I have started playing around in https://www.hackthebox.com platform and I’ll use this article to save all the pentesting tools I am learning.

nmap

nmap is a port scanner tool. By default it scan ports from 0-1000.

You should pass the -A flag which enables OS detection, version detection, script scanning, and traceroute:

nmap -A <ip>

To enable only service version detection:

nmap -sV <ip>

-sV flag does scanning and prints service and version on the found open port

To specify the default set of scripts for version identification use -sC

nmap -sC <ip>

To scan all the ports, we need to specify this flags:

namp -sV -p- --min-rate 1000 <ip>

Take into account that this operation will take a long time to complete.

--min-rate speeds up the process by sending packets not slower than X messages per second.

Be aware that this might trigger some suspicion on IDS, for that, check the -T0 or -T1 flag.

If nmap reports he has issues because could not determine if port open or closed. The machine might be protected by a firewall, instead of performing a TCP SYN scan, you can use a TCP FIN scan by providing the flag -sF

You can disable DNS resolution with -n

You can generate a nice report by using the -oX flag and --webxml, e.g.:

nmap -p- -sC -sV -n --min-rate 1000 10.129.95.187 -oX nmap_allPorts --webxml

You can disable ping scan (blocked by firewalls) by disabling host discovery: -Pn.

telnet

Telnet is a very old way of connecting to computer and by default listens on port 23.

Usage:

telnet <ip>

The prompty will ask for user/password:

telnet <ip>
Trying <ip>...
Connected to <ip>.
Escape character is '^]'.

  █  █         ▐▌     ▄█▄ █          ▄▄▄▄
  █▄▄█ ▀▀█ █▀▀ ▐▌▄▀    █  █▀█ █▀█    █▌▄█ ▄▀▀▄ ▀▄▀
  █  █ █▄█ █▄▄ ▐█▀▄    █  █ █ █▄▄    █▌▄█ ▀▄▄▀ █▀█


Meow login: root

ftp

Stands for File transfer protocol. It listens on port 21 by deault and is unencrypted (the secure version is called sftp)

The first thing to try while trying to access ftp is user anonymous whitout password.

Commands:

  • ls: list directory contents
  • pass: set passive mode
  • get: retrieve file to computer

Examples

ftp <ip>
Connected to <ip>.
220 (vsFTPd 3.0.3)
Name (<ip>:gal): anonymous
331 Please specify the password.
Password:
230 Login successful.
Remote system type is UNIX.
Using binary mode to transfer files.
ftp> ls
500 Illegal PORT command.
ftp: bind: Address already in use
ftp> pass
Passive mode on.
ftp> ls
227 Entering Passive Mode (10,129,103,239,82,68).
150 Here comes the directory listing.
-rw-r--r--    1 0        0              32 Jun 04  2021 flag.txt
226 Directory send OK.
ftp> get flag.txt /tmp/flag.txt
local: /tmp/flag.txt remote: flag.txt
227 Entering Passive Mode (10,129,103,239,159,232).
150 Opening BINARY mode data connection for flag.txt (32 bytes).
226 Transfer complete.
32 bytes received in 0.00 secs (21.1291 kB/s)
  • in order to use the ls command, we need to set the Passive mode by issuing the pass command

Download all contents of ftp-server:

wget -m ftp://username:password@ip.of.old.host

To see hidden files:

ls -la

smb

Stands for Server Message Block and is a protocol for file sharing between computers. It runs on port 445 by default.

The command line tool to interact with it, it’s smbclient.

To list shared directories:

smbclient -L \\<ip>
Enter WORKGROUP\gal's password:

        Sharename       Type      Comment
        ---------       ----      -------
        ADMIN$          Disk      Remote Admin
        C$              Disk      Default share
        IPC$            IPC       Remote IPC
        WorkShares      Disk
SMB1 disabled -- no workgroup available

Note the \\ prefix, this comes from Windows slahes. Make sure to pass the --user flag, otherwise it will try to connect using your Linux user:

smbclient -L \\10.129.68.251 --user="Administrator"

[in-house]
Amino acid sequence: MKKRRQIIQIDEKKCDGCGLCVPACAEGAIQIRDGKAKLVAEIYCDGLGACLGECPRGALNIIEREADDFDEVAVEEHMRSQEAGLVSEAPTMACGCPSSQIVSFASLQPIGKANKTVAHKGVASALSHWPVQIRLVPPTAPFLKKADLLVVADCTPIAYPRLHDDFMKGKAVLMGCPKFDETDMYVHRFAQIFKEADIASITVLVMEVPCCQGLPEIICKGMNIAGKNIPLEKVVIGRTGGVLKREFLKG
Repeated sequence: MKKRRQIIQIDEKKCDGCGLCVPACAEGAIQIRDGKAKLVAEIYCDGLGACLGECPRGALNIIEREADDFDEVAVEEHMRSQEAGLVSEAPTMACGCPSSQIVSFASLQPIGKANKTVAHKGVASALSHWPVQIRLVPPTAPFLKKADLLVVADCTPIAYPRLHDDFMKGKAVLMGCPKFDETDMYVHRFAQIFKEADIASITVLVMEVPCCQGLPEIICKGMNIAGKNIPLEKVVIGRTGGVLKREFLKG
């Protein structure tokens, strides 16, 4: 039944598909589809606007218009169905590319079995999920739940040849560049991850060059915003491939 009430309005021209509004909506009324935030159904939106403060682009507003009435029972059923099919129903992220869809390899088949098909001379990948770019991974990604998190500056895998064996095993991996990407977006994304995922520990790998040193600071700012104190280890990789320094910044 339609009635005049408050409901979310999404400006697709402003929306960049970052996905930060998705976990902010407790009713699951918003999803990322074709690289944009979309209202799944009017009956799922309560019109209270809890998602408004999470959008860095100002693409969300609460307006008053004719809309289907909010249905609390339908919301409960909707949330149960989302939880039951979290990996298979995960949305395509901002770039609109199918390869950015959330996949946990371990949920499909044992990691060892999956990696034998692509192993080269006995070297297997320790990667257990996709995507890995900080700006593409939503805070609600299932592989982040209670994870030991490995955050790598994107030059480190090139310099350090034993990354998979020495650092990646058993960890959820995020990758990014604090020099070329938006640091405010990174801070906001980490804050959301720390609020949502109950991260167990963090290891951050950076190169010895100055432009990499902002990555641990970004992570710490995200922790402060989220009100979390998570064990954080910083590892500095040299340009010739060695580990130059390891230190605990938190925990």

Password for [WORKGROUP\Administrator]:

	Sharename       Type      Comment
	---------       ----      -------
	ADMIN$          Disk      Remote Admin
	C$              Disk      Default share
	IPC$            IPC       Remote IPC

Now, let’s connect to the shared:

smbclient \\\\<ip>\\WorkShares
Enter WORKGROUP\gal's password:
Try "help" to get a list of possible commands.
smb: \>

The commands to use once inside are the same as ftp

You can use -N flag to don’t use any password

If you see this error: protocol negotiation failed: NT_STATUS_NOT_SUPPORTED, you need to configure min/max protocol versions, see: https://unix.stackexchange.com/questions/562550/smbclient-protocol-negotiation-failed

redis

Redis is an in-memory key-value (NoSQL) database running on 6379 port by default

To connect to the database, we must use redis-cli:

redis-cli -h <ip>

Once inside we can retrieve more information by using the info command:

<ip>:6379> info
# Server
redis_version:5.0.7
redis_git_sha1:00000000
redis_git_dirty:0
redis_build_id:66bd629f924ac924
redis_mode:standalone
os:Linux 5.4.0-77-generic x86_64
arch_bits:64

To enumerate the database with some entries, we can use the info keyspace command. This information is present in the info response as well.

To retrieve all the keys in a given database, we can use the keys * command once we have selected the database. To access a particular key, we use the get command:

redis-cli -h <ip>
<ip>:6379> select 0
OK
<ip>:6379> keys *
1) "numb"
2) "temp"
3) "flag"
4) "stor"
<ip>:6379> keys flag
1) "flag"
<ip>:6379> get flag
"flag"

rdp

Stands for Remote Desktop Protocol and runs on port 3389.

To connect, you can use Windows tool or if in Linux, xfreerdp or any other alternative.

If checking a Windows machine, try first the Administrator user.

MongoDB

MongoDB is a document based (NoSQL) database that runs by default on port 27017.

To connect to it, we should use the mongo shell, currently mongosh.

To show all the database in the instance, use the show dbs command.

To select a database: use <db>

To show all the collections in a database use the show collections commands.

To show contents of all the documents inside a collection use the db.<collection>.find().pretty(). It will pretty print the results.

Example:

mongosh <ip>
Current Mongosh Log ID: 63999d00a5b1f19a65a9d84b
Connecting to:          mongodb://<ip>:27017/?directConnection=true&appName=mongosh+1.6.1
Using MongoDB:          3.6.8
Using Mongosh:          1.6.1

For mongosh info see: https://docs.mongodb.com/mongodb-shell/

test> show dbs
admin                  32.00 KiB
config                 72.00 KiB
local                  72.00 KiB
sensitive_information  32.00 KiB
users                  32.00 KiB
test> show collections

test> use sensitive_information
switched to db sensitive_information
sensitive_information> show collections
flag
sensitive_information> db.flag.find().pretty()
[
  {
    _id: ObjectId("630e3dbcb82540ebbd1748c5"),
    flag: 'flag'
  }
]
sensitive_information>

rsync

rsync is a tool to share files between Linux machines, it defaults to SSH port (22) or 873.

With rsync:// will use 873 port while the form user@host will use the SSH port

To list all the rsync shares:

rsync --list-only rsync://<ip>
public         	Anonymous Share

gobuster

gobuster performs dir busting on a web server. It discovers available paths using a word list.

The following examples checks all the words in /usr/share/dict/american-english-small dictionary and searches for paths with php extensions and stores the results in /tmp/found and uses 20 threads: